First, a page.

We next quantified this FN response under mechanical stimulation. Our approach was to deconvolve and analyze using ImageJ the immunofluorescent images of FN that were unstimulated (Fig. 3A), exposed to equibiaxial stretch (Fig. 3B) and exposed to shear fluid flow (Fig. 3C). Analysis of the distribution and density of unstimulated FN further validated our observations revealing randomly distributed FN fibrils, which are represented as a function of intensity in gray-scale values due to the FN staining (Figs. 3D and 3E). FN secreted by fibroblasts exposed to equibiaxial stretching displayed an increase in the density of FN fibrils. These fibrils were also observed to localize at the cell periphery (Figs. 3F and 3G). In comparison, unstimulated cells displayed a lower fibril density along with the FN being distributed throughout the entire cell. We then wanted to determine whether this observed behavior was unique to a specific mode of mechanical stimulation (equibiaxial stretch) by applying a separate mode of mechanical stimulation (fluid shear flow) to the cells. These two modes of stimulation have previously been shown to produce distinct cellular responses34,43. FN distribution in cells exposed to shear fluid flow was also found to localize at the cell periphery and exhibit an observable increase in FN fibrils (Figs. 3H and 3I). The response of the cells to fluid shear was similar to the cells exposed to equibiaxial stretch and not unstimulated cells.
After establishing the effects of mechanical stimulation on FN matrix formation and distribution, our subsequent goal was to use mechanical stimulation to probe a chemical pathway known to be related to FN function. We examined this by coupling mechanical stimulation with the disruption of Rho activity using C3 transferase. Rho disruption by C3 transferase was done by initially incubating cells with C3 transferase in serum-free medium for 24 hours and replenishing medium with serum media prior to testing. Figure 4 reveals an observable visible decrease in FN density and intensity with respect to cells that were not treated with C3 transferase. Epifluorescent images of FN secreted by fibroblasts that were unstimulated (Fig. 5A), exposed to equibiaxial stretch (Fig. 5B), or were stimulated with fluid shear stress (Fig. 5C) after being treated with C3 transferase were analyzed. Analysis of deconvolved, epifluorescent FN images of unstimulated (Figs. 5D and 5E) cells indicated a similar distinct response relative to cells lacking the C3 transferase treatment (Figs. 3D and 3E). FN of unstimulated cells exposed to C3 transferase was found to exist as fibrils that occur at localized areas in the cell. However FN from unstimulated cells (which served as an additional control) that were incubated in serum-free medium without C3 transferase for 24 hours and subsequently placed in serum medium prior to testing was observed to exist as small, punctate structures localized around the nuclear periphery (Supp. Fig. 1). FN in cells exposed to equibiaxial stretch (Figs. 5F and 5G) and shear fluid flow (Figs. 5H and 5I) still exhibited FN fibril localization at the cell periphery, despite treatment by C3 transferase, although there was an observable decrease in FN density and intensity when compared with the unstimulated cells.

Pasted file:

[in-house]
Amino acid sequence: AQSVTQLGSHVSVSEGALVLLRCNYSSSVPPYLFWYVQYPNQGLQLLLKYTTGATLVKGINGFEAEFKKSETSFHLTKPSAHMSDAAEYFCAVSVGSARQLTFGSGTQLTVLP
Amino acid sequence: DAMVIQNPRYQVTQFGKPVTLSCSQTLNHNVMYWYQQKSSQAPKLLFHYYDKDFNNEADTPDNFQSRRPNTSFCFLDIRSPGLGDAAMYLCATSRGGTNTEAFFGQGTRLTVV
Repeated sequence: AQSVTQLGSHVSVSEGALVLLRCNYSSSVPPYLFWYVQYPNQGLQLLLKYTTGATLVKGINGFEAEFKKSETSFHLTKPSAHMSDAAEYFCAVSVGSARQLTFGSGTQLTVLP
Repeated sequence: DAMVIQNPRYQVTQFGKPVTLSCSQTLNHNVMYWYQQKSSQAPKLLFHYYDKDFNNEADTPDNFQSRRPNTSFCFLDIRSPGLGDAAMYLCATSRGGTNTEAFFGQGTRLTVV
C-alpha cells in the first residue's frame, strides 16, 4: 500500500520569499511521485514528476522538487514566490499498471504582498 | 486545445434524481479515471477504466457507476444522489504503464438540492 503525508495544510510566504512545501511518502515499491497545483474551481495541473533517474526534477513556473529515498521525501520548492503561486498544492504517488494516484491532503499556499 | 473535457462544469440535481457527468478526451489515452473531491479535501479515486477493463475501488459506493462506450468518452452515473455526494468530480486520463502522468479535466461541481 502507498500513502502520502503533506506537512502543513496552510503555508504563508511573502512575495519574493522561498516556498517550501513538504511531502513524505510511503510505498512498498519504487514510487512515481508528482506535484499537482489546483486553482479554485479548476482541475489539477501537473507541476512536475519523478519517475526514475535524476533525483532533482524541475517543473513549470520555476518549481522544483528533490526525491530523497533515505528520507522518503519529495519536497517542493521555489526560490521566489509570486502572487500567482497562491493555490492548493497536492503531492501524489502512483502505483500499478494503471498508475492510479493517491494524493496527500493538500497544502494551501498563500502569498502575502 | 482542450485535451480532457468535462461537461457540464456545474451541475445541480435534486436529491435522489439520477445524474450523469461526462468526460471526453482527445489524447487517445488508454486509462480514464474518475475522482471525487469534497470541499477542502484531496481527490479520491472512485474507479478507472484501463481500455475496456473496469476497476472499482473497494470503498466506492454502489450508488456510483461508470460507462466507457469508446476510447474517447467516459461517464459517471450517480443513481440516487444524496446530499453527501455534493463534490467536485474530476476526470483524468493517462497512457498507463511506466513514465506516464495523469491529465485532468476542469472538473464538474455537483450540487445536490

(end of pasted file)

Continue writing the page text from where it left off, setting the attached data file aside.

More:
Next, we examined the cell-substrate interactions by mechanically stimulating cells on rhodamine labeled FN thus allowing us to track the structural reorganization of substrate coated as well as cell secreted FN in response to mechanical stimulation. Since the FN matrix assembles into a 3-D matrix over time, we used confocal microscopy to acquire high-resolution Z-stacks to further characterize matrix reorganization and localization. Volume rendering of unstimulated cells (Figure 6 & Supp. Movie 1) revealed results similar to epifluorescence images where FN fibrils were found to localize throughout the basal surface of the cell. Also substrate coated rhodamine-FN was observed to remain structurally unmodified. However FN matrices of the mechanically stimulated cells revealed distinct structural organization patterns. Fibroblasts stimulated by equibiaxial stretch (Figure 7 & Supp. Movie 2) were observed to display highly dense fibrils mainly located around the cellular periphery (Figure 6). Once again though, surface labeled FN remained structurally unperturbed. Cells exposed to shear stress (Figure 8 and Supp. Movie 3) displayed results similar to cells stretched equibiaxially where a more structurally dense fibrillar matrix was observed, but surface coated FN was observed to be structurally rearranged in response to mechanical stimulation.